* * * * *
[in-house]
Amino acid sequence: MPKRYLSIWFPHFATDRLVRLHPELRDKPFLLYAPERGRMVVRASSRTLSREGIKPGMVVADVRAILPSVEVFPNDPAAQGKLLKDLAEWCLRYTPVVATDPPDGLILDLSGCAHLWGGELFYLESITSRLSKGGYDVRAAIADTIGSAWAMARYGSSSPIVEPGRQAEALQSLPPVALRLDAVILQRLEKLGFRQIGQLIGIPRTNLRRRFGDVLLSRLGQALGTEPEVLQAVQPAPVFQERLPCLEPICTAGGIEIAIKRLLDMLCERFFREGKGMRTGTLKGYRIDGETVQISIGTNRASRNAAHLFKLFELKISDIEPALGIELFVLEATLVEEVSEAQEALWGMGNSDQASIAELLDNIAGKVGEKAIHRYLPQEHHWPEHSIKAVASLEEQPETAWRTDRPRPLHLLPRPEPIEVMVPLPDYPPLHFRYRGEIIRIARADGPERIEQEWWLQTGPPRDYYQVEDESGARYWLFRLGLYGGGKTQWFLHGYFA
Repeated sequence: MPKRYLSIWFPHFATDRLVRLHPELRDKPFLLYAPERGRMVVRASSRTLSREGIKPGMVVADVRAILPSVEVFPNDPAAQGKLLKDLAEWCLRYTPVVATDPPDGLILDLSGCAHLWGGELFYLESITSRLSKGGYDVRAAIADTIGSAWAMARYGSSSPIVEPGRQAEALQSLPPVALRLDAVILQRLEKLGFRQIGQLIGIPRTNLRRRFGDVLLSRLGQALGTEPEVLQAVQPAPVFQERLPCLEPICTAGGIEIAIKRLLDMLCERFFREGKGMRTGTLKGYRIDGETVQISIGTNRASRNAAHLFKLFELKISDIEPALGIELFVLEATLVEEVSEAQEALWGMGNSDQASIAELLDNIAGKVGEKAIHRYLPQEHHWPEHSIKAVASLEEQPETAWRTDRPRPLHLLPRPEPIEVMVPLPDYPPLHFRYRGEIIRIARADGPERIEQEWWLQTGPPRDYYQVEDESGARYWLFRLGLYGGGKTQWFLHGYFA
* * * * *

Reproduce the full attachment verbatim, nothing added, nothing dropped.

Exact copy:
[in-house]
Amino acid sequence: MPKRYLSIWFPHFATDRLVRLHPELRDKPFLLYAPERGRMVVRASSRTLSREGIKPGMVVADVRAILPSVEVFPNDPAAQGKLLKDLAEWCLRYTPVVATDPPDGLILDLSGCAHLWGGELFYLESITSRLSKGGYDVRAAIADTIGSAWAMARYGSSSPIVEPGRQAEALQSLPPVALRLDAVILQRLEKLGFRQIGQLIGIPRTNLRRRFGDVLLSRLGQALGTEPEVLQAVQPAPVFQERLPCLEPICTAGGIEIAIKRLLDMLCERFFREGKGMRTGTLKGYRIDGETVQISIGTNRASRNAAHLFKLFELKISDIEPALGIELFVLEATLVEEVSEAQEALWGMGNSDQASIAELLDNIAGKVGEKAIHRYLPQEHHWPEHSIKAVASLEEQPETAWRTDRPRPLHLLPRPEPIEVMVPLPDYPPLHFRYRGEIIRIARADGPERIEQEWWLQTGPPRDYYQVEDESGARYWLFRLGLYGGGKTQWFLHGYFA
Repeated sequence: MPKRYLSIWFPHFATDRLVRLHPELRDKPFLLYAPERGRMVVRASSRTLSREGIKPGMVVADVRAILPSVEVFPNDPAAQGKLLKDLAEWCLRYTPVVATDPPDGLILDLSGCAHLWGGELFYLESITSRLSKGGYDVRAAIADTIGSAWAMARYGSSSPIVEPGRQAEALQSLPPVALRLDAVILQRLEKLGFRQIGQLIGIPRTNLRRRFGDVLLSRLGQALGTEPEVLQAVQPAPVFQERLPCLEPICTAGGIEIAIKRLLDMLCERFFREGKGMRTGTLKGYRIDGETVQISIGTNRASRNAAHLFKLFELKISDIEPALGIELFVLEATLVEEVSEAQEALWGMGNSDQASIAELLDNIAGKVGEKAIHRYLPQEHHWPEHSIKAVASLEEQPETAWRTDRPRPLHLLPRPEPIEVMVPLPDYPPLHFRYRGEIIRIARADGPERIEQEWWLQTGPPRDYYQVEDESGARYWLFRLGLYGGGKTQWFLHGYFA